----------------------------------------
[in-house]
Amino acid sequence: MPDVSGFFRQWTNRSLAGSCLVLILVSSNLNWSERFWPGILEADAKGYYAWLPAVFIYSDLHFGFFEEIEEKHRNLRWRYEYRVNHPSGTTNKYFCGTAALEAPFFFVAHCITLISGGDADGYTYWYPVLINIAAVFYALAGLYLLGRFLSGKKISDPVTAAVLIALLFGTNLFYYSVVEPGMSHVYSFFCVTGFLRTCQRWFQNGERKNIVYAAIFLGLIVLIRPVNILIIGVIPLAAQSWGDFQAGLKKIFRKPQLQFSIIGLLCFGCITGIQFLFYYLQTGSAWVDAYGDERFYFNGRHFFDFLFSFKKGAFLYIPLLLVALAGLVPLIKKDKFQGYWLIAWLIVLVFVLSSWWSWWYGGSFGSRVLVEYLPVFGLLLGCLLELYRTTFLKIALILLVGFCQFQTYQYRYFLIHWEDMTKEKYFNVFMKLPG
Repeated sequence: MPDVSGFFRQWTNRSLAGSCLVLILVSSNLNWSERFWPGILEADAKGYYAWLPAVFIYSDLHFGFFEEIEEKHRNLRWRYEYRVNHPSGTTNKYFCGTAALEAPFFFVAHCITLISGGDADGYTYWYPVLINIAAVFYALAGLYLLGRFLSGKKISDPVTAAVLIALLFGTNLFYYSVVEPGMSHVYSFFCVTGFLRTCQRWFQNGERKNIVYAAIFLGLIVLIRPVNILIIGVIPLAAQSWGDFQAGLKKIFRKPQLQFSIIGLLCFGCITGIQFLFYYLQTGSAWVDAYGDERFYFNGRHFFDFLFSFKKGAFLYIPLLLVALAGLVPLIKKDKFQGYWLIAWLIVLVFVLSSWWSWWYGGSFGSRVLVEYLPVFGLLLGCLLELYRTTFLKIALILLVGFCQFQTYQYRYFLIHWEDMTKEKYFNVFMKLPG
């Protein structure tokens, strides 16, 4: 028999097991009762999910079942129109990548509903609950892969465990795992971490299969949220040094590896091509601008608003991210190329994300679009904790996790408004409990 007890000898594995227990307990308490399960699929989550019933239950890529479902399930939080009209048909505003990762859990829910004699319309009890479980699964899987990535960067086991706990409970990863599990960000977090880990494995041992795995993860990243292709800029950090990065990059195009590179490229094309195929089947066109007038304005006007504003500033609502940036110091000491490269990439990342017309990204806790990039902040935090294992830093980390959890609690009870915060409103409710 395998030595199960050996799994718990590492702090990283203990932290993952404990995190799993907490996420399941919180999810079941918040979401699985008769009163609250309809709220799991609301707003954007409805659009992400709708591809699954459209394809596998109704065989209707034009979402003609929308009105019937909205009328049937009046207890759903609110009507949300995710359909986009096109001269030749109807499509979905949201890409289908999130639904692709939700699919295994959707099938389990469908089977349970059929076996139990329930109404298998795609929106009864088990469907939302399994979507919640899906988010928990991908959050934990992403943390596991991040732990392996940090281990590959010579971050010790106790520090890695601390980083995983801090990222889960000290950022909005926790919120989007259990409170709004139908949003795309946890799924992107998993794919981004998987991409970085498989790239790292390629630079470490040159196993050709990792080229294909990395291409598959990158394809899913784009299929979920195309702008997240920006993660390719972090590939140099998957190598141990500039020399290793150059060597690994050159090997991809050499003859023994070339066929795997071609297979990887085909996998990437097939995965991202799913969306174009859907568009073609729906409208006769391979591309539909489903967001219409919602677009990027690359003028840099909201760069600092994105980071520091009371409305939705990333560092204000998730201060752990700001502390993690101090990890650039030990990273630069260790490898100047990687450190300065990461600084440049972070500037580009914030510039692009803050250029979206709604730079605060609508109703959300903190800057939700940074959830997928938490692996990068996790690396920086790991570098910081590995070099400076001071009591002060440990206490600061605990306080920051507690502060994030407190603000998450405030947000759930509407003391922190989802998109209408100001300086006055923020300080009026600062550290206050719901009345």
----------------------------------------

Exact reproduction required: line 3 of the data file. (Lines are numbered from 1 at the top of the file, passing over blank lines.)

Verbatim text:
Repeated sequence: MPDVSGFFRQWTNRSLAGSCLVLILVSSNLNWSERFWPGILEADAKGYYAWLPAVFIYSDLHFGFFEEIEEKHRNLRWRYEYRVNHPSGTTNKYFCGTAALEAPFFFVAHCITLISGGDADGYTYWYPVLINIAAVFYALAGLYLLGRFLSGKKISDPVTAAVLIALLFGTNLFYYSVVEPGMSHVYSFFCVTGFLRTCQRWFQNGERKNIVYAAIFLGLIVLIRPVNILIIGVIPLAAQSWGDFQAGLKKIFRKPQLQFSIIGLLCFGCITGIQFLFYYLQTGSAWVDAYGDERFYFNGRHFFDFLFSFKKGAFLYIPLLLVALAGLVPLIKKDKFQGYWLIAWLIVLVFVLSSWWSWWYGGSFGSRVLVEYLPVFGLLLGCLLELYRTTFLKIALILLVGFCQFQTYQYRYFLIHWEDMTKEKYFNVFMKLPG